One of the truisms of working on travel websites is that people like reviews.
Certainly, if you’re creating a website about the whole world and you need content quickly, it’s probably much easier to coax users into typing in whatever they want rather than send a bunch of ex-journos off to swan around resorts for you. But the issues around user generated content become more subtle as the volume of content scales – a fact that TripAdvisor is having to face up to of late.
The business benefit of having people review what you do as a business is rarely questioned. However it’s noticeable when you pick out some Internet darlings that they do not allow reviews of their own products.
- Apple Store allows reviews of accessories made by other companies but not of Macs or iPhones.
- eBay allows reviews of its users but not of its own selling experience.
- Google ask people to rate shops but not their own shopping interface.
So there is a difference here – and it’s the difference between being a retailer (where your success relies on selling stuff, and you don’t really mind what you sell) and a manufacturer (where you can’t choose what you sell because you’re invested in the thing you make).
Also for customers there are problems with reviews. It causes two very specifically Internet-accentuated anxieties:
1. Am I making the right decision? It’s been reported that when people go to TripAdvisor, and often it is towards the end of their decision-making process that they do, 15% of the time they will leave with a different decision about their holiday or hotel booking. Frightening. TripAdvisor’s business is reliant on driving people’s anxiety to check and compare details until they are positive they have got the best option. Meanwhile displaying advertising to lure people to another option.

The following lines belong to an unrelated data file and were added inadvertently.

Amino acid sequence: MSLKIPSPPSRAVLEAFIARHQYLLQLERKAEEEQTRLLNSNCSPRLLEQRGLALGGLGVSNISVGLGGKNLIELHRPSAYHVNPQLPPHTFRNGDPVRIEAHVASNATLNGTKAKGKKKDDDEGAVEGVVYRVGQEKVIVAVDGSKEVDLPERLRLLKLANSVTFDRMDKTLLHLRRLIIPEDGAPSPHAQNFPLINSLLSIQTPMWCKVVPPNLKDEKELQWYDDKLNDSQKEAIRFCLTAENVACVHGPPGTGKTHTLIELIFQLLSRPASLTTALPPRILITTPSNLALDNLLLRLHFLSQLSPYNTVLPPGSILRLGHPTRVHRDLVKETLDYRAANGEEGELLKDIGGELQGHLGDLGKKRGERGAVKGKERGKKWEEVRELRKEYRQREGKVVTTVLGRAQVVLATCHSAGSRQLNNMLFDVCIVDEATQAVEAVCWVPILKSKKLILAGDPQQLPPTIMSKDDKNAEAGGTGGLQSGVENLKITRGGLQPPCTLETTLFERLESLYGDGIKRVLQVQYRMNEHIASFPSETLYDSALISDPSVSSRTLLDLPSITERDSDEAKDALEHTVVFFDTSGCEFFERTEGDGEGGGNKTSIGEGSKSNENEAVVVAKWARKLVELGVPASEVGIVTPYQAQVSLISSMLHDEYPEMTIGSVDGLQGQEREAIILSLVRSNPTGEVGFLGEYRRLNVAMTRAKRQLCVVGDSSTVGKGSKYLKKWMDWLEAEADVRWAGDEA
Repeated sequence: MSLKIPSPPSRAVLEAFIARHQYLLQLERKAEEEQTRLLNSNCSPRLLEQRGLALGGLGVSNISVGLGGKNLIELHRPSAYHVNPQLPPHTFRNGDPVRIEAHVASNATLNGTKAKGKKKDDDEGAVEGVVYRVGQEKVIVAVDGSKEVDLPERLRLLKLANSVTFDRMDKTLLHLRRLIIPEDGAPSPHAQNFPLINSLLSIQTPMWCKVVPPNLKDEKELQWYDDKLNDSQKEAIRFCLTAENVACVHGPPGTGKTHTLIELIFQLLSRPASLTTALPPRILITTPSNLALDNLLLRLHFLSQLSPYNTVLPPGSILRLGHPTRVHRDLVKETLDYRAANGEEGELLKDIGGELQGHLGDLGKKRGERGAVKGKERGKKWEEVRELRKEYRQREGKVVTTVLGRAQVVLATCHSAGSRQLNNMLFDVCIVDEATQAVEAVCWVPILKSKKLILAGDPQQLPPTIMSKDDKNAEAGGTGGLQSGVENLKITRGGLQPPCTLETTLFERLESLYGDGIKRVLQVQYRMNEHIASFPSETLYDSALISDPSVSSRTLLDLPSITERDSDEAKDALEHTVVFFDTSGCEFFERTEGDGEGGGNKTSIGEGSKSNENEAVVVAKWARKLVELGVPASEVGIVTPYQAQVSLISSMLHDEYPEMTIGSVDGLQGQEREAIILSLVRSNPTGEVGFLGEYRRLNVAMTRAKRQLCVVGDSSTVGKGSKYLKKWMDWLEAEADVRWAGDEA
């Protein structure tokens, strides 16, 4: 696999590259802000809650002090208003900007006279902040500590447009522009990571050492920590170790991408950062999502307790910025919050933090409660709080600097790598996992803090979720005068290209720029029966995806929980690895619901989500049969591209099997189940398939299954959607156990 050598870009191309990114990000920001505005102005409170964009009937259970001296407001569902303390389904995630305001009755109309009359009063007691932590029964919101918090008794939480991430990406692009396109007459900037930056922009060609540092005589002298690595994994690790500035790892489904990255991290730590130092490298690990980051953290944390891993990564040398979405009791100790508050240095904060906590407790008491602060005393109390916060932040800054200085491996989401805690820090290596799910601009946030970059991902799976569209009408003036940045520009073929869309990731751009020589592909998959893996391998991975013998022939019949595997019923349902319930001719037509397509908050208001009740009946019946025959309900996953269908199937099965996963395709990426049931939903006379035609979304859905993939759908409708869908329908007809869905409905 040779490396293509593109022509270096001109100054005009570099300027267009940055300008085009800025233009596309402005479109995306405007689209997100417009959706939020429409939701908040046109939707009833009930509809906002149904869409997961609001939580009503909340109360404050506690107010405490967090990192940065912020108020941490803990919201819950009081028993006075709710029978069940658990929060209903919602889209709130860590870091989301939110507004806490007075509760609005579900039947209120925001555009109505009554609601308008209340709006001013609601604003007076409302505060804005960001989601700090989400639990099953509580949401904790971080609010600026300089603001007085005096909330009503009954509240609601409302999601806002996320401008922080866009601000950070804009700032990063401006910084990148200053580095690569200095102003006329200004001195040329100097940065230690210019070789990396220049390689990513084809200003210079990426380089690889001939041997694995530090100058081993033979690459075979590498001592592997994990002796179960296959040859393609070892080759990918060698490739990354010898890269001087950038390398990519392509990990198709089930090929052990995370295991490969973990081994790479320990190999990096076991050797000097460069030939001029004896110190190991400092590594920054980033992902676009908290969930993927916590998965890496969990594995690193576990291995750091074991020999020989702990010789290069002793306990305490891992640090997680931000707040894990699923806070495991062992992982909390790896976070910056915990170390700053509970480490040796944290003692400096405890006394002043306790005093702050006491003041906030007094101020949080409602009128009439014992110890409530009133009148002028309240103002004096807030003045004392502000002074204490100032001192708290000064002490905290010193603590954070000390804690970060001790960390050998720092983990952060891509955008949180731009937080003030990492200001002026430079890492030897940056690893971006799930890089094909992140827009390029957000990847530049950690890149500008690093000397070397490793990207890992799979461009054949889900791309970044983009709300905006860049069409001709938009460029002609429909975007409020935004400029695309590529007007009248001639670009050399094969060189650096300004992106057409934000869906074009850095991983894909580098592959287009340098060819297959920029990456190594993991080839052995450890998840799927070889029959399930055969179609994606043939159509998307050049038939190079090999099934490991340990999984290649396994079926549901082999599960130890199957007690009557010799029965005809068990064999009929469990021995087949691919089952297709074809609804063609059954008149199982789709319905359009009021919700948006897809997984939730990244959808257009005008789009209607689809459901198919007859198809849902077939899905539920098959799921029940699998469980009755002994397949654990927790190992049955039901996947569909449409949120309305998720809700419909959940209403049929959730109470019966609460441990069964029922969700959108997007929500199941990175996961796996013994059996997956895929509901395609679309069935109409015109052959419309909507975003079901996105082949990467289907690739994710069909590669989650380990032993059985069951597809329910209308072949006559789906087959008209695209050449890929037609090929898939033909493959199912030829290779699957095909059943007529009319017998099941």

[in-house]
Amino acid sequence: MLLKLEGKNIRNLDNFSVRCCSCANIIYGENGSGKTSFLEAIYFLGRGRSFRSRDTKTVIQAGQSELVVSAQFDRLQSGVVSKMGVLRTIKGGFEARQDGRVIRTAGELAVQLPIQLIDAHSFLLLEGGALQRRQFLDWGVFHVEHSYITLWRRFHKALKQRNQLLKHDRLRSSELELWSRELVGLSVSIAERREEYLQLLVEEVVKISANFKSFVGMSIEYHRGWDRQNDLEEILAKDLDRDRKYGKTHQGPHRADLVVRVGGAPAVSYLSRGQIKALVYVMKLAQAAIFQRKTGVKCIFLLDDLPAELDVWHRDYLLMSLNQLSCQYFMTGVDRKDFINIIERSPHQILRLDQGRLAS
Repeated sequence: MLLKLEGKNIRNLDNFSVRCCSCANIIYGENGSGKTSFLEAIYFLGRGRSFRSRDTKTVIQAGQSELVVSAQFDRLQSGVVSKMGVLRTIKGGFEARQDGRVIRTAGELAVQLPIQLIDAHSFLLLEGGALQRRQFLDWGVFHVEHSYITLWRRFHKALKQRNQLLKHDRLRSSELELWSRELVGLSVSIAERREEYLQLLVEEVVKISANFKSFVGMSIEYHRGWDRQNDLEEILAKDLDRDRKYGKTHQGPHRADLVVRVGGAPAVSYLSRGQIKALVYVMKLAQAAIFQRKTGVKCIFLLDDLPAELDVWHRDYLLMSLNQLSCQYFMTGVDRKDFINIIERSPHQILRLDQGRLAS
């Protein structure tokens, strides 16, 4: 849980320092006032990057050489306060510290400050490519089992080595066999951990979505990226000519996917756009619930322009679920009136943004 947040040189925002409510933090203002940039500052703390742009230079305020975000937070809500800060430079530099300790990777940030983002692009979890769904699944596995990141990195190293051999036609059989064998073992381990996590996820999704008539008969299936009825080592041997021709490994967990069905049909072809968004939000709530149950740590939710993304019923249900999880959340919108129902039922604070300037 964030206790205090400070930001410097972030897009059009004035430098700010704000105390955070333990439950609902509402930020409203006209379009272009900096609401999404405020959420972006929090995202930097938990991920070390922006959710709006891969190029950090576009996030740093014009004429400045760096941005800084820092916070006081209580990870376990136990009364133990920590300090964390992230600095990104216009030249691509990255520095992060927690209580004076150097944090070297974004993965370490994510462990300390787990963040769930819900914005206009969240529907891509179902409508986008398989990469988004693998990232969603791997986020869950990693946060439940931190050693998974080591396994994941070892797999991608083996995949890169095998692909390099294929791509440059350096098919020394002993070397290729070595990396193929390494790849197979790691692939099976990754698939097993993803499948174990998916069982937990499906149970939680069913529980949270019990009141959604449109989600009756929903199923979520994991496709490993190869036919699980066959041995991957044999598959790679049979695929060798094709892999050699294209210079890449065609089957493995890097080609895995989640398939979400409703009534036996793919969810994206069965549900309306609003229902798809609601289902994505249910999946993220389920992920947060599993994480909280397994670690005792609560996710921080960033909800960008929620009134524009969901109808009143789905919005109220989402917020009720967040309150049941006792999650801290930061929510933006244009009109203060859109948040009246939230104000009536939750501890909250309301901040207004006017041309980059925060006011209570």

2. Who are these people, and can I trust them? Often it’s not so much the content of reviews that affects people because as the number of reviews scales up you will tend to get both positive and negative content. At this point people start to ask, how can I tell who wrote this – and based on that, can I trust this content? Amongst many ways to tackle this issue (Amazon have their “Was this review helpful to you?” interface; TripAdvisor asks people to enter what type of group travelled on the trip), the most powerful one is yet to be exploited. With Facebook’s understanding of the social graph, the point where websites say “Your friend XXXX rated this 7/10” can’t be far off.
Both of the above factors start to create a vortex of procrastination where decision making becomes very hard, especially on high-ticket items. This is both a problem and an opportunity.
For providers, it’s a problem because an unverified and unvalidated complaint on certain websites can cause major headaches and time trying to rectify. Whether you do this by getting involed in the conversation or updating your own content to reflect the questions being asked, it can feel like chasing your tail. (Indeed on TripAdvisor it’s very hard as a hotelier to get involved in the conversation, which may be why they have just hired a big wig to sort this out…)
It’s also an opportunity. Techniques of persuasion can be used to play on those emotional triggers that cause us to choose one thing over another while ignoring some of the more rational parts of our brains. Ironically, many clever marketers are more likely to use these techniques than faithfully correcting the issues that caused negative feedback.
In either case, there’s a tyranny at work here. Openness and transparency can drive a certain kind of information overload – one that increases both information supply and demand, with neither consumers or suppliers particularly benefitting.